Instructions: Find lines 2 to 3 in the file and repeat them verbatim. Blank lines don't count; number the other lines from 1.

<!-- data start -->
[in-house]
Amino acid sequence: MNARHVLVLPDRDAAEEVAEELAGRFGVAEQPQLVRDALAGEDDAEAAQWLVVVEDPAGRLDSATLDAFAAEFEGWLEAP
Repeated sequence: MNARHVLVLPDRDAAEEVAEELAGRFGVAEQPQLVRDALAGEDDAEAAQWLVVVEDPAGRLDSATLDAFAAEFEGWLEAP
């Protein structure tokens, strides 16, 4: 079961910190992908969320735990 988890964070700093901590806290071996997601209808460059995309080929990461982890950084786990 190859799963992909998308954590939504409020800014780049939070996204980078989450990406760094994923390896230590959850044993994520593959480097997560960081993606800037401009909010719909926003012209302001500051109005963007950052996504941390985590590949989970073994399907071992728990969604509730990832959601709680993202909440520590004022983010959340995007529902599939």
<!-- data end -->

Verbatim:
Amino acid sequence: MNARHVLVLPDRDAAEEVAEELAGRFGVAEQPQLVRDALAGEDDAEAAQWLVVVEDPAGRLDSATLDAFAAEFEGWLEAP
Repeated sequence: MNARHVLVLPDRDAAEEVAEELAGRFGVAEQPQLVRDALAGEDDAEAAQWLVVVEDPAGRLDSATLDAFAAEFEGWLEAP